As a priority, academic and pastoral support is provided by tutors from day one of the course. Peer mentoring offers an extra support mechanism. The course offers academic rigour and relevance to future professional life.

 

Comment from our External Examiner on provision:

For Social Policy:

"Three areas stand out. First, the enthusiasm and commitment of the course team is very impressive and one gets the feel of a student body that receives significant support. Second, the courses continue to have a strong contemporary orientation, with policy developments reflected quickly in course material. Third, the use of case study type assessment was particularly impressive".

 

By the end of the course, you will be able to:

  1. Demonstrate the ability to process and analyse and evaluate concepts and theories related to deafness and deaf peoples’ lives within the context of disability.
  2. Effectively communicate in British Sign Language ( BSL) to intermediate level, supported by theoretical knowledge of BSL and Sign Linguistics utilising live communicative strategies as well as digital communication facilities.
  3. Analyse inclusion concepts, theories and issues in a systematic way, identifying and reflecting on potential connections and discontinuities between aspects of subject knowledge and their application in social policies and concepts.
  4. Reflect upon social, political and cultural diversity and apply a critical approach to methods of enquiry and evaluation in a social policy context.
  5. Apply social policy theories to analyse social needs and critically asses policy intervention policy intervention.
  6. Process and synthesise a range of relevant empirical data to present and justify your own chosen position.

Location Mode Fee Year
Home/EU Full-time £9250 per year 2019-20
Home/EU Full-time £9250 per year 2020-21
Home/EU Part-time £2975 per year# 2019-20
Home/EU Part-time £3050 per year# 2020-21
International Full-time £12000 per year 2019-20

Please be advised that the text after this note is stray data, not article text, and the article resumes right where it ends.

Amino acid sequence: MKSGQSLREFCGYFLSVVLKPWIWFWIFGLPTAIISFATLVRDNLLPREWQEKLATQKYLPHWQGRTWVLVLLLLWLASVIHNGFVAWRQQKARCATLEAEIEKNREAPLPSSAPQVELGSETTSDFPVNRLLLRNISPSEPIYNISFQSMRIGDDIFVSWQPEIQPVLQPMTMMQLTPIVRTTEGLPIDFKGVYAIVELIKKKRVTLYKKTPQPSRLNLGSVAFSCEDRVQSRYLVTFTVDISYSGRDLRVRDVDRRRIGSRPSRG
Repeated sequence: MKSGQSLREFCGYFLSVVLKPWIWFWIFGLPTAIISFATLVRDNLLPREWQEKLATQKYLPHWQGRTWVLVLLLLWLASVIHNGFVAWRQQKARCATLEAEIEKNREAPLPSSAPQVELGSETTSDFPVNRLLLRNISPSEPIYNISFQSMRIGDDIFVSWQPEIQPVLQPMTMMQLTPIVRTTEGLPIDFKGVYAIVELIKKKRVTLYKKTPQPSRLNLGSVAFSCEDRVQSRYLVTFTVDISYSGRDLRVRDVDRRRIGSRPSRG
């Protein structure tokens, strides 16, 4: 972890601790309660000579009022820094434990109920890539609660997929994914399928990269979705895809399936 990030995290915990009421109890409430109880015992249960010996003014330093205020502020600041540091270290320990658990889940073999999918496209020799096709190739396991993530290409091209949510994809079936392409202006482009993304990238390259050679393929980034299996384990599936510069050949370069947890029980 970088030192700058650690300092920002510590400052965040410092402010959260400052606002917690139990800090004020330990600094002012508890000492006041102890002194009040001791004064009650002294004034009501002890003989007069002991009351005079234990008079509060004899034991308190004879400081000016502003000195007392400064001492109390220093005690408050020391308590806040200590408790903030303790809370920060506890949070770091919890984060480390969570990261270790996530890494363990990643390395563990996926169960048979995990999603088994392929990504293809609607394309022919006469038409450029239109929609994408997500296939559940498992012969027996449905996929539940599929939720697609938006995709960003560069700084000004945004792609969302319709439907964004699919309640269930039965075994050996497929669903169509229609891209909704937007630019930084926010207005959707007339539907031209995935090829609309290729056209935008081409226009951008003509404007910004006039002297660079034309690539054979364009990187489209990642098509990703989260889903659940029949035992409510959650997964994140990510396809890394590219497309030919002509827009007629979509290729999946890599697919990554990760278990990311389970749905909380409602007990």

International Full-time £12250 per year 2020-21
International Part-time £6000 per year# 2019-20
International Part-time £6125 per year# 2020-21

The University is committed to a transparent fee structure, with no hidden costs, to help you make an informed decision. This includes information on what is included in the fee and how fees are calculated and reviewed

# Undergraduate part-time fees for 50% rate of study

2019 Entry

  • ‘A’ levels at grades BBC - CCC
  • BTEC QCF Extended Diploma grade MMM, BTEC QCF Diploma DD
  • Access to HE Diploma full award (Pass of 60 credits - of which a minimum of 45 credits must be at level 3 including 18 at Merit or Distinction).
  • If you've got other qualifications or relevant experience, please contact The Gateway for further advice before applying.
  • International student language requirements and application guidance can be found at http://www.wlv.ac.uk/international/apply
  • Successful completion of the International Foundation Year in Social Sciences guarantees entry on to this course

Other Requirements

Students must have studied a minimum of two years post GCSE level. However, it is expected that some applicants will be mature students with work experience, who wish to further their career development. These applicants will be processed through standard procedures, which may involve an interview as part of the process. Please see http://wlv.ac.uk/mature for further information.

You will also be required to provide satisfactory reference.

Those who do not meet the entry requirements may be offered an alternative course.

The University also offers a range of Bursaries and Scholarships in addition to other financial support packages

Tuition Fees Loan: If you wish, you can take out a Government Student Loan which covers the full course fee. You pay it back once you’ve left university and your income is more than £25,725 (from April 2019). More information on repayments can be found at: repayments.
It’s available to eligible full-time higher education students and does not depend on family income.

The amount of the Tuition Fees Loan is paid directly to the University of Wolverhampton by the Student Loan Company.

Visit student finance on the gov.uk website to find out more.

Self-funding: If you don’t want to take out a loan to pay your fees, you might want to take advantage of the University’s scheme to pay by instalments: see How to Pay.The funding available to you depends on when you started your studies and if you have been to University previously.

For more information please contact the Gateway.

Financial Hardship: Students can apply to the Dennis Turner Opportunity Fund (https://www.wlv.ac.uk/study-here/money-matters/financial-support/dennis-turner-opportunity-fund/) for help with course related costs however this cannot be used for fees or to cover general living costs.

Telephone

01902 32 22 22

Email

enquiries@wlv.ac.uk

Online